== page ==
dogs on leash
I went this past weekend;Saturday night thru Tuesday morning, with my cousin. We had a good time. If you just stay on the trail then there really isn't a lot of the rock cropping that people speak of. Regardless, I would do it again. The campground seemed pretty nice as well. We spent out last night there. Good place all and all. We did the entire loop.
A friend and I hiked in mid-November, so the trail was pretty empty, aside from a handful of hikers and hunters. Camp sites by lake celina can easily be found and in close proximity to the lake, but this time of year you can't use the lake for water. Lower water levels and the mud surrounding makes it impossible to get close without sinking. Other than that, the trail is enjoyable. Easily marked, and the camp space we stayed at was nice with a fire pit and some stone seats. Next time we plan to hike the trail backwards and camp at Indian lake.
Hiked the Lake Celina loop. Started at boat ramp and went clockwise around south side lake, across Dam and north along cut though to north side roadway. Nice rocks at first part. Trail was little muddy but passable. Didn't care for the clear cut areas on north end. Total trip little less than 9 miles
Paul K. on Spring Valley Trail
This trail is approximately 10 miles, if you start at the trailhead and hike around the lake. You only get to the 12+ miles by hiking the trail across the road from the trailhead. Since we were hiking with four kids, ages 2-11, we parked at the boat ramp and made the loop, for a total of right around 8 miles. We hiked counter-clockwise.
There is an established campground with about 10 sites near the boat ramp. No running water, but fire rings, picnic tables and a clean outhouse are provided. As we walked from the outhouse trailhead, we soon came to a picnic area with hitching posts and wound around to the dam. The dam is easily accessed from the road, up a long staircase. As such, it appears to be the site of partying and graffiti adorns the rocks there. Once we crossed the dam, it felt more remote.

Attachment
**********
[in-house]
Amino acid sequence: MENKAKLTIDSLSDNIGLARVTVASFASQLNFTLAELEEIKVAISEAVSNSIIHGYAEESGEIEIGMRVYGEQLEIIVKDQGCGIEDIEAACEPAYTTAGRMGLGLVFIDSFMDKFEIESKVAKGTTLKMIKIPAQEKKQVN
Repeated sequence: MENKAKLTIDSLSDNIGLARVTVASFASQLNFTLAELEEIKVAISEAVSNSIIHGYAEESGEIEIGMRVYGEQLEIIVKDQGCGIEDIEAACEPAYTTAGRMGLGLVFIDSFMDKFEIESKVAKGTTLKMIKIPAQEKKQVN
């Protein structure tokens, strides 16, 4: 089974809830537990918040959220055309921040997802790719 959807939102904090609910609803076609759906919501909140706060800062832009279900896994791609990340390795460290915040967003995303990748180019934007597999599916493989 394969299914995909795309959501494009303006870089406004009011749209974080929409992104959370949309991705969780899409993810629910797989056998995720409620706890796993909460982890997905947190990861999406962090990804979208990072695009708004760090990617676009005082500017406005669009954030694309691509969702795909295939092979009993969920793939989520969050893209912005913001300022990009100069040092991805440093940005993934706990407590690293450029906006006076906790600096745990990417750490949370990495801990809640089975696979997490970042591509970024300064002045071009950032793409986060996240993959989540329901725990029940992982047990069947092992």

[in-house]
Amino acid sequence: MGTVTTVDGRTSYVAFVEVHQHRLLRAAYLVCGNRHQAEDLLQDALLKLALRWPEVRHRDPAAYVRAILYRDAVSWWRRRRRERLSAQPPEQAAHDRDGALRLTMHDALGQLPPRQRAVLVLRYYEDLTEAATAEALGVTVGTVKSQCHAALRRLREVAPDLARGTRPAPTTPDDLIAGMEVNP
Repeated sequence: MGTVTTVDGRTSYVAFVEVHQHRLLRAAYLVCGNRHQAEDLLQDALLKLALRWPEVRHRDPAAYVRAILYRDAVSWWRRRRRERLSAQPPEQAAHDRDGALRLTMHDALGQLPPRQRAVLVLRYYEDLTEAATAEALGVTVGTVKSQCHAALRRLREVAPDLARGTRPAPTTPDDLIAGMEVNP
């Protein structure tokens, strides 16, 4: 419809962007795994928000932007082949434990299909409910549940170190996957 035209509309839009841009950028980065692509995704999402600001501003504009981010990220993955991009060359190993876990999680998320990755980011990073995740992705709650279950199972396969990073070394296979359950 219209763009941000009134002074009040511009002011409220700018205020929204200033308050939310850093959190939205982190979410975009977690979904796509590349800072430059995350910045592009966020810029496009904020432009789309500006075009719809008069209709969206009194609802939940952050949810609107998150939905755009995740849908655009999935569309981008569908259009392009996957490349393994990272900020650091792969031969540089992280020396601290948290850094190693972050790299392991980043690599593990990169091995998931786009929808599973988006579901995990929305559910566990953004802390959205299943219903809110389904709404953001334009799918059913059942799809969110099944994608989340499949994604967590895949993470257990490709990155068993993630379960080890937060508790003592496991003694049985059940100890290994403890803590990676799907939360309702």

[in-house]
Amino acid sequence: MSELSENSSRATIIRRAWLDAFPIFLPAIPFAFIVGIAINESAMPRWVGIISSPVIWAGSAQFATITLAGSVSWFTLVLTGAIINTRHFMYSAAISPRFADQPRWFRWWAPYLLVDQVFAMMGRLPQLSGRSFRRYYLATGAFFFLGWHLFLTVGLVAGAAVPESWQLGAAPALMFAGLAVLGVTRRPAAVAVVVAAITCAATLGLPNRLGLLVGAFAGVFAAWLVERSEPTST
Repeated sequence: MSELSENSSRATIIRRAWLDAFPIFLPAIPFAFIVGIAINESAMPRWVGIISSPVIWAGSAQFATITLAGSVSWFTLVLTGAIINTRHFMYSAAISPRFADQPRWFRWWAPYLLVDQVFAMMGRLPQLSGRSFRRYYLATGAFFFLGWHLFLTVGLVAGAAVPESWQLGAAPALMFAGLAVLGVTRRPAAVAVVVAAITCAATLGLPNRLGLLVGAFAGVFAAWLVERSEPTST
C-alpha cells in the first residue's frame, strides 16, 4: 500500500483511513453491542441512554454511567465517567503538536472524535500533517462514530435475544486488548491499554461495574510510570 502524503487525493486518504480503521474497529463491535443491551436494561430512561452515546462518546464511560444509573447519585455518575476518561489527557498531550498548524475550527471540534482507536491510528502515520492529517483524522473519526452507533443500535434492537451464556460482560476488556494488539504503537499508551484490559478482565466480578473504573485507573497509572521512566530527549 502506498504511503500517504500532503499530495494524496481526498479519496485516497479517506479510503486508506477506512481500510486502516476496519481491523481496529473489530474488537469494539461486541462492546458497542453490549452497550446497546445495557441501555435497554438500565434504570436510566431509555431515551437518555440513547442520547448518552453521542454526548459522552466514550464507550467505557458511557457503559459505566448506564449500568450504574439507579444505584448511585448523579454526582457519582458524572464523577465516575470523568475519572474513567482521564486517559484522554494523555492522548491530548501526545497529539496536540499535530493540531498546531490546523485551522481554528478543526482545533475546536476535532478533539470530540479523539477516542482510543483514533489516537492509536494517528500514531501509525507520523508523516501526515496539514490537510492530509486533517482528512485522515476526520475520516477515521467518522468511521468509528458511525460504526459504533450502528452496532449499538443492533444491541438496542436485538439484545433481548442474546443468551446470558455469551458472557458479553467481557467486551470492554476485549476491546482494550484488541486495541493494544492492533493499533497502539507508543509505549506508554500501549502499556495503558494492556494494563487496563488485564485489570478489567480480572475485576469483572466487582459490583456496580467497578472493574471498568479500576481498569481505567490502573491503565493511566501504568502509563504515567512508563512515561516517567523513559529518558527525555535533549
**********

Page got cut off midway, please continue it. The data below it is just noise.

Camping: We only encountered one informal established campsite. It was located on the lakeshore at the west end of the Buffalo Trace, where the trace runs into the water. On the map, this is where the trail takes a 90 degree turn to the northeast, directly across from the boat ramp. The site wasn’t exactly level, but not bad, and had a makeshift fire ring and logs to sit on. If you start at the trailhead, the main campground would be at the halfway point. We found a level spot off the trail to set up camp.
Water: There were plenty of opportunities for water. There was ample water to filter at each of the places that the map shows a water crossing, even though there had been little precipitation in the weeks before our trip. We also encountered several springs and smaller water sources suitable for filtering.
We met several horses/riders along the trail, as well as some day hikers. Everyone was friendly. We saw some backpackers taking a shortcut to the campground. The next day we saw the other end of that trail, as it shoots off from near the lakeshore before the trail turned away for the lake for the last time at the north end of the lake.
There were no breathtaking sights on the trail, but some remnants of days gone by, before the area was dammed and flooded. The Buffalo Trace was also an interesting site. Hills were moderate. The trail was well maintained and had only a couple of freshly fallen trees across it.